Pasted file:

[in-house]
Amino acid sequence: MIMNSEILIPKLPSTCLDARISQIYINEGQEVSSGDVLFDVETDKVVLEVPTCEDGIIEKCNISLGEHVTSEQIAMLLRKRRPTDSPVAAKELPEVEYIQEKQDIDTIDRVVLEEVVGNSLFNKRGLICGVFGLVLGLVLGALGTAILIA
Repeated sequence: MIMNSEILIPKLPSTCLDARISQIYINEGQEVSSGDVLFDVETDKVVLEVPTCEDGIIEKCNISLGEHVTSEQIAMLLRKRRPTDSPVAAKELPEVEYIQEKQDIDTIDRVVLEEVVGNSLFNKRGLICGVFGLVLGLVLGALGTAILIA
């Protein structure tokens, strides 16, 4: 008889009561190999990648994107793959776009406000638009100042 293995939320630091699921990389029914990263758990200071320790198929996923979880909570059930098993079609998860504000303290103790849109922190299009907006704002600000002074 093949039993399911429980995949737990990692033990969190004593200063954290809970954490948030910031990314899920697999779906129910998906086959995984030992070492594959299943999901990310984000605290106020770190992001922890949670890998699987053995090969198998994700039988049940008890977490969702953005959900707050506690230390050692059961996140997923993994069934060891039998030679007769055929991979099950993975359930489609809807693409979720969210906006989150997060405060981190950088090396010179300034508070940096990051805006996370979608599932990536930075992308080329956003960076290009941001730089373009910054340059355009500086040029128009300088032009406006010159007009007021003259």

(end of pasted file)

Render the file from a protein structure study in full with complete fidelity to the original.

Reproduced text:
[in-house]
Amino acid sequence: MIMNSEILIPKLPSTCLDARISQIYINEGQEVSSGDVLFDVETDKVVLEVPTCEDGIIEKCNISLGEHVTSEQIAMLLRKRRPTDSPVAAKELPEVEYIQEKQDIDTIDRVVLEEVVGNSLFNKRGLICGVFGLVLGLVLGALGTAILIA
Repeated sequence: MIMNSEILIPKLPSTCLDARISQIYINEGQEVSSGDVLFDVETDKVVLEVPTCEDGIIEKCNISLGEHVTSEQIAMLLRKRRPTDSPVAAKELPEVEYIQEKQDIDTIDRVVLEEVVGNSLFNKRGLICGVFGLVLGLVLGALGTAILIA
């Protein structure tokens, strides 16, 4: 008889009561190999990648994107793959776009406000638009100042 293995939320630091699921990389029914990263758990200071320790198929996923979880909570059930098993079609998860504000303290103790849109922190299009907006704002600000002074 093949039993399911429980995949737990990692033990969190004593200063954290809970954490948030910031990314899920697999779906129910998906086959995984030992070492594959299943999901990310984000605290106020770190992001922890949670890998699987053995090969198998994700039988049940008890977490969702953005959900707050506690230390050692059961996140997923993994069934060891039998030679007769055929991979099950993975359930489609809807693409979720969210906006989150997060405060981190950088090396010179300034508070940096990051805006996370979608599932990536930075992308080329956003960076290009941001730089373009910054340059355009500086040029128009300088032009406006010159007009007021003259």